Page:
RYAN VREDE argues that Butch James must start at flyhalf at Loftus.
In announcing his squad for the Tri-Nations, Springboks coach Peter de Villiers told the media that the World Cup winning flyhalf had had limited opportunities in the incoming tour Tests, and because of this he deserved an opportunity to prove he still had the aptitude for Test rugby.
That opportunity has amounted to 39 minutes out of a possible 320. This while Morne Steyn struggles to replicate the form that saw him monopolise the shirt in 2009. James’s time is now.
Steyn is an excellent goal kicker and is suited to the kick-chase approach that the Springboks employ as a primary means of attack. However, he has failed to consistently display the variation that is a feature of his play with the Bulls and was evident with the Springboks in 2009.
Against the All Blacks in Auckland Steyn took the ball to the advantage line just thrice in 33 handles, with a solitary linebreak. A week later in Wellington Steyn attacked the gain line four times with zero success in 35 handles, while against Australia in Brisbane he breached the defence once in 19 handles. While typically accurate in his goal-kicking (sinking six from six) Steyn’s struggles with ball in hand continued at Soccer City.
Tellingly, just once in the aforementioned matches has he offloaded in contact – a marked feature of the Blacks’ Dan Carter and Wallabies’ Quade Cooper’s play. Carter had made nine play-maker offloads in four matches prior to Saturday’s Test in Soweto, while Cooper made four in the one match he played prior to his suspension. One doesn’t need to elaborate on the value of a flyhalf who creates attacking opportunities in this way.
There are mitigating factors, the most notable being the Springboks coaches’ unrelenting fascination with a flawed, pragmatic game plan. Their impotency at the tackle point on attack and consistent inability to deplete the opposition’s defence through multiple phases is another. And there can be no doubt that his potency is diminished in the absence of Fourie du Preez, who takes immense pressure off his flyhalf through his all-round excellence.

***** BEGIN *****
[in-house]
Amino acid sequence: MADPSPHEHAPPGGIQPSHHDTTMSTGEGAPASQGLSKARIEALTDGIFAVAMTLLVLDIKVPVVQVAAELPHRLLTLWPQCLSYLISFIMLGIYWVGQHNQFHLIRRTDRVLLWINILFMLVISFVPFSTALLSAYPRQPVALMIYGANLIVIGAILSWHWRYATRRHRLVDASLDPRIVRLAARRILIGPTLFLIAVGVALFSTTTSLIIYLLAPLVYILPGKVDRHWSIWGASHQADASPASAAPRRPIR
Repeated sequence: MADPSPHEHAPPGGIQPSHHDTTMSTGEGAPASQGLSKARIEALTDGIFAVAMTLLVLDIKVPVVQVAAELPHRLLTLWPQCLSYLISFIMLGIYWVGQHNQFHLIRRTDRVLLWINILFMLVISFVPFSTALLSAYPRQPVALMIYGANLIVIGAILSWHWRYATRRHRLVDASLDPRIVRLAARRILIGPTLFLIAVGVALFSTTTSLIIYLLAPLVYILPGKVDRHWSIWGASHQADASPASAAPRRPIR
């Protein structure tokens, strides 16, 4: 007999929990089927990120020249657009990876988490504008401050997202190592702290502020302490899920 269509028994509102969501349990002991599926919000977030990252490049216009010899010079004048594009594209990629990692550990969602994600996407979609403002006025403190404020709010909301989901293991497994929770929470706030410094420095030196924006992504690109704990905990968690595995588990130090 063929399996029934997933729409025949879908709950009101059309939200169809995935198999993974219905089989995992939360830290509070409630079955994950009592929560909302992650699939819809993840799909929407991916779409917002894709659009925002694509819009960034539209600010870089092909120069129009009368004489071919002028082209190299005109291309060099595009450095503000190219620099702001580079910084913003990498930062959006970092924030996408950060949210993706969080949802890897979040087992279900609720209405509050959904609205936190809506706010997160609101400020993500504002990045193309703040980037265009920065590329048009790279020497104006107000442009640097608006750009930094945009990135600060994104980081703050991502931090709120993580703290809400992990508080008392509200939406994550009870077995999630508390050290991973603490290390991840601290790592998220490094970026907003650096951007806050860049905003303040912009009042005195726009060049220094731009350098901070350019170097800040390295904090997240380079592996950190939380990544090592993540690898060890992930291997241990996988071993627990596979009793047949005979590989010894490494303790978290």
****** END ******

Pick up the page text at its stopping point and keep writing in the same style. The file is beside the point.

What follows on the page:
With nothing to gain from the remaining Tests, there can be no justifiable reason to omit James from the run-on side. Steyn’s selection will amount to nothing more than a conservative move from a desperate coach.
James, who impressed with Bath in 2009 before an injury sidelined him, watched the entire match in Soweto from the wood. De Villiers argued that the result could have rested on a 50m penalty and that in that situation Steyn was his go-to man. That rationale is understandable given that Steyn is a superior goal-kicker with experience in sinking pressure kicks.
But the next two Tests must be used to measure James in order to accurately establish the depth at pivot. The stocks were trimmed with Ruan Pienaar’s departure for Ulster, and outside of Peter Grant and more recently 19-year-old Pat Lambie, none at franchise level have impressed.
James physicality in defence will be a boon against the hot-stepping Cooper, while his directness in attack – something De Villiers says was lacking in the second half in Soweto – will add a dimension to the Springboks’ play which has been sorely lacking.
There is no risk in the selection. James is an experienced player, versed in the ethos and playing philosophy and whose combination with inside centre Jean de Villiers is well established. He is also a competent goal-kicker (there will be an insurance policy in Frans Steyn should Butch’s kicking boots still be in Bath) and has the skill to adapt to various styles of play.
James is a must for Loftus.